Technology can be a part of that process, but not without people being involved and creating a creative and social experience with the technology. The problem is that so many children using iPhone or tablets are doing so alone without any kind of social engagement afterwards. In the report on tablets and education in Africa, there were no adults in any of the pictures as if saying the technology made them unnecessary or replaced them. 

Selling the idea that technology alone is the key to educating young children or changing the academic trajectory of a young child (whether they are in New York City or Accra) seems dangerous to me. Especially when companies stand to make money by selling technology as the way to overcome educational problems in poor nations, as the report seemed to be implying.

It also seems as though we might be exporting a problem we have not solved in our own homes. Should we rely on tablets and the current range of apps to help young children learn?

The Pew Research Internet Project estimates that more than 50 percent of parents in the US own tablet computers. I often hear parents saying in disbelief but also proudly that their toddler can use the iPad by themselves with no help. But just because they can doesn’t mean they should.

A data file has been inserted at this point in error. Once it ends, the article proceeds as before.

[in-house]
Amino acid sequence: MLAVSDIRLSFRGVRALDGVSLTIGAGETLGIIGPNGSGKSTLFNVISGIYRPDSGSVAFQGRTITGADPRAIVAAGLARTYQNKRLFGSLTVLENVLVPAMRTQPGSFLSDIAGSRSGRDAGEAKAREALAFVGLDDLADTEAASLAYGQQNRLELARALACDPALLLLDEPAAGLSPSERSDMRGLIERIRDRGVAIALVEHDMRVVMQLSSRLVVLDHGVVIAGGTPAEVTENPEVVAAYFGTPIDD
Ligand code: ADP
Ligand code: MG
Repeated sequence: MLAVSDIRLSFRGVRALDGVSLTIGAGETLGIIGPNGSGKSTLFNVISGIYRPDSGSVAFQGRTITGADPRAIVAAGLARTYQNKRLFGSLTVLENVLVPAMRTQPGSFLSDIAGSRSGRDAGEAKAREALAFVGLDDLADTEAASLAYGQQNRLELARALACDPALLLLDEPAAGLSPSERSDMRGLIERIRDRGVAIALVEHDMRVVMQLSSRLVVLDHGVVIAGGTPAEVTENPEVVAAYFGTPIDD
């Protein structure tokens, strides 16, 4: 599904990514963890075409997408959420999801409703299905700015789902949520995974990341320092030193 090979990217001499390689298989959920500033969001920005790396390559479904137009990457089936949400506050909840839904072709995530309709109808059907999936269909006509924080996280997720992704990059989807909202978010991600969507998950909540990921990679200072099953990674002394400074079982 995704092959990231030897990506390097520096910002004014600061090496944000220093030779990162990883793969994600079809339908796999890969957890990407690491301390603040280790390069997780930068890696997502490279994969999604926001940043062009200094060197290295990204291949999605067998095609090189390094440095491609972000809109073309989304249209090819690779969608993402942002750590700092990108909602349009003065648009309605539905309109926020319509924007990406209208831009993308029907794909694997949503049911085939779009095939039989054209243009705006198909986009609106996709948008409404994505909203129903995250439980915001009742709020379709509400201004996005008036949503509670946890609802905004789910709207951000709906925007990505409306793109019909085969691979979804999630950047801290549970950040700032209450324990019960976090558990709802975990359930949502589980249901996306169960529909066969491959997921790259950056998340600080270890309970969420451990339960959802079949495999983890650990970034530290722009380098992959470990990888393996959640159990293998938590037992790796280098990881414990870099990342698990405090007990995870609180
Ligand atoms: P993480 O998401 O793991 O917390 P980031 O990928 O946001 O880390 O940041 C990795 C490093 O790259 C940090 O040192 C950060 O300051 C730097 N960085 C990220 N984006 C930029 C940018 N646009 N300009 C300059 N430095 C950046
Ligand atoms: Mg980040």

Young children need more than phones and tablets to learn. Young children learn best when there is stability, relationships, sustained dynamic learning opportunities, and positive environments that support healthy identity formation. So far, apps have mostly created isolated children, rather than experimentation, discovery, or socially engaged learning experiences. We need more apps that foster collective creativity and social experiences with young children, particularly for classrooms. There are only a few apps that allow young children to conduct research, pursue interests, or work collaboratively. Too many just act like electronic worksheets with points and cute graphics.